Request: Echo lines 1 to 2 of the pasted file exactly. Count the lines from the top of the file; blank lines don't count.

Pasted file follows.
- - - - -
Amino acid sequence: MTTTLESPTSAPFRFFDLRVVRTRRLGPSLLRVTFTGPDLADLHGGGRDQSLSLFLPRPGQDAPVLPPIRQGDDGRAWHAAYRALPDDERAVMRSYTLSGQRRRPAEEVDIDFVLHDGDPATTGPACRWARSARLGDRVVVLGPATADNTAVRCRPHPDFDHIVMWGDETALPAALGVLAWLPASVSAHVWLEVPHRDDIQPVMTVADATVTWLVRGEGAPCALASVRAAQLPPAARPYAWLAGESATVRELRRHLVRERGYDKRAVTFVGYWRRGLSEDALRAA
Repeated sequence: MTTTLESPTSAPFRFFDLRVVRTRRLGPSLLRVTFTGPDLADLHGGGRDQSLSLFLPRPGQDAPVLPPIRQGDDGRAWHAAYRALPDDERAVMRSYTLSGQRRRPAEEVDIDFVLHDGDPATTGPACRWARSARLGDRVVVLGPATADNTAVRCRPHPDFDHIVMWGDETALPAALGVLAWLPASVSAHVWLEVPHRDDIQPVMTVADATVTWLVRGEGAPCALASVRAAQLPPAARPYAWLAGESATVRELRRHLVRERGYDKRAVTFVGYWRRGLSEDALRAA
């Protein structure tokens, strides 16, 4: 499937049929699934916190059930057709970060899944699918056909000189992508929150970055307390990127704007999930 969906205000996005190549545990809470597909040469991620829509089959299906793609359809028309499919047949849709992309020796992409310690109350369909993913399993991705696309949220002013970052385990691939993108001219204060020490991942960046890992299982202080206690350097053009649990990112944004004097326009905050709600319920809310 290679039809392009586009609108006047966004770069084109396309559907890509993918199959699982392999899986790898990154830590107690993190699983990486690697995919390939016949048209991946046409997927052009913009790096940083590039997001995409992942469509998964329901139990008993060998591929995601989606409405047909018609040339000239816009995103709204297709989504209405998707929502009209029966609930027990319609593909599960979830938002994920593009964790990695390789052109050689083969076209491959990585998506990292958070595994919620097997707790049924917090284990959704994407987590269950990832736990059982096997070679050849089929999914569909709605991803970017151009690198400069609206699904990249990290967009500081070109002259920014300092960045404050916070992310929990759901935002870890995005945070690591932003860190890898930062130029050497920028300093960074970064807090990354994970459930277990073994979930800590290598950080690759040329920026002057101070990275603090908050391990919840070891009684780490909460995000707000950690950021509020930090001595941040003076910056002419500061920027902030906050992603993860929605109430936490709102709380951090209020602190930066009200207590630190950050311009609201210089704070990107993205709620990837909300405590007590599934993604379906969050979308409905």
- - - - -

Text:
Amino acid sequence: MTTTLESPTSAPFRFFDLRVVRTRRLGPSLLRVTFTGPDLADLHGGGRDQSLSLFLPRPGQDAPVLPPIRQGDDGRAWHAAYRALPDDERAVMRSYTLSGQRRRPAEEVDIDFVLHDGDPATTGPACRWARSARLGDRVVVLGPATADNTAVRCRPHPDFDHIVMWGDETALPAALGVLAWLPASVSAHVWLEVPHRDDIQPVMTVADATVTWLVRGEGAPCALASVRAAQLPPAARPYAWLAGESATVRELRRHLVRERGYDKRAVTFVGYWRRGLSEDALRAA
Repeated sequence: MTTTLESPTSAPFRFFDLRVVRTRRLGPSLLRVTFTGPDLADLHGGGRDQSLSLFLPRPGQDAPVLPPIRQGDDGRAWHAAYRALPDDERAVMRSYTLSGQRRRPAEEVDIDFVLHDGDPATTGPACRWARSARLGDRVVVLGPATADNTAVRCRPHPDFDHIVMWGDETALPAALGVLAWLPASVSAHVWLEVPHRDDIQPVMTVADATVTWLVRGEGAPCALASVRAAQLPPAARPYAWLAGESATVRELRRHLVRERGYDKRAVTFVGYWRRGLSEDALRAA